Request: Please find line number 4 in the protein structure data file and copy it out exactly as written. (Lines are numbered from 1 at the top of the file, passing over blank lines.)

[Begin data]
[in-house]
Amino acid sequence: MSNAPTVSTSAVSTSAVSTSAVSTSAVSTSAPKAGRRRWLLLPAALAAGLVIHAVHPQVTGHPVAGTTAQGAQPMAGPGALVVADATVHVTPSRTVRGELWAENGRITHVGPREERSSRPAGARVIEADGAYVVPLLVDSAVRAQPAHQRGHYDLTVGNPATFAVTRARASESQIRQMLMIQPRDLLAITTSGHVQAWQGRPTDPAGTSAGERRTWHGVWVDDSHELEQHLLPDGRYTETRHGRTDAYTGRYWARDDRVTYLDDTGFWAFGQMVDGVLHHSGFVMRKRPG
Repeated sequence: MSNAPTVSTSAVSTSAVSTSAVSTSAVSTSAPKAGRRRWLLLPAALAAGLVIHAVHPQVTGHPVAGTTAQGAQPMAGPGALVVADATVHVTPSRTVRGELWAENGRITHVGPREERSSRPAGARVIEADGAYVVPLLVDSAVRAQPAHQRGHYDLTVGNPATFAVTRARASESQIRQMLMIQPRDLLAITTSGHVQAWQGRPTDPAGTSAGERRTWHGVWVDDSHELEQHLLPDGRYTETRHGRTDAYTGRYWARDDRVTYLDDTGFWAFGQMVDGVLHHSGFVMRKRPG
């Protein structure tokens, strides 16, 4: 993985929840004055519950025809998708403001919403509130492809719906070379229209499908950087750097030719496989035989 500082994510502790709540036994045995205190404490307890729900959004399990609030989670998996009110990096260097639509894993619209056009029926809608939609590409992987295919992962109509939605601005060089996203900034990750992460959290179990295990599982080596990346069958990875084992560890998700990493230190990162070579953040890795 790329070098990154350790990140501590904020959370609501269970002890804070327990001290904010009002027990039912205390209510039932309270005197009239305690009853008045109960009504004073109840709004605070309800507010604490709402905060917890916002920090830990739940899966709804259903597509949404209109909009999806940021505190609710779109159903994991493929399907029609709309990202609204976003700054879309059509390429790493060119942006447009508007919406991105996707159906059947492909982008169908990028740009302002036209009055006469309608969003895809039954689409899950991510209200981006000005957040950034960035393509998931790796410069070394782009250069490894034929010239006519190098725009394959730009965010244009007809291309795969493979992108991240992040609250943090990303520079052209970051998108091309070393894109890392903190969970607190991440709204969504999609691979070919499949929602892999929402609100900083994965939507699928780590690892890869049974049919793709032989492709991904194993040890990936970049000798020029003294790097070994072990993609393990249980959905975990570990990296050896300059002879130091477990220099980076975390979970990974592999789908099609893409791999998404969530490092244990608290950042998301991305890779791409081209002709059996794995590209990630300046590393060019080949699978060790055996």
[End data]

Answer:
């Protein structure tokens, strides 16, 4: 993985929840004055519950025809998708403001919403509130492809719906070379229209499908950087750097030719496989035989 500082994510502790709540036994045995205190404490307890729900959004399990609030989670998996009110990096260097639509894993619209056009029926809608939609590409992987295919992962109509939605601005060089996203900034990750992460959290179990295990599982080596990346069958990875084992560890998700990493230190990162070579953040890795 790329070098990154350790990140501590904020959370609501269970002890804070327990001290904010009002027990039912205390209510039932309270005197009239305690009853008045109960009504004073109840709004605070309800507010604490709402905060917890916002920090830990739940899966709804259903597509949404209109909009999806940021505190609710779109159903994991493929399907029609709309990202609204976003700054879309059509390429790493060119942006447009508007919406991105996707159906059947492909982008169908990028740009302002036209009055006469309608969003895809039954689409899950991510209200981006000005957040950034960035393509998931790796410069070394782009250069490894034929010239006519190098725009394959730009965010244009007809291309795969493979992108991240992040609250943090990303520079052209970051998108091309070393894109890392903190969970607190991440709204969504999609691979070919499949929602892999929402609100900083994965939507699928780590690892890869049974049919793709032989492709991904194993040890990936970049000798020029003294790097070994072990993609393990249980959905975990570990990296050896300059002879130091477990220099980076975390979970990974592999789908099609893409791999998404969530490092244990608290950042998301991305890779791409081209002709059996794995590209990630300046590393060019080949699978060790055996």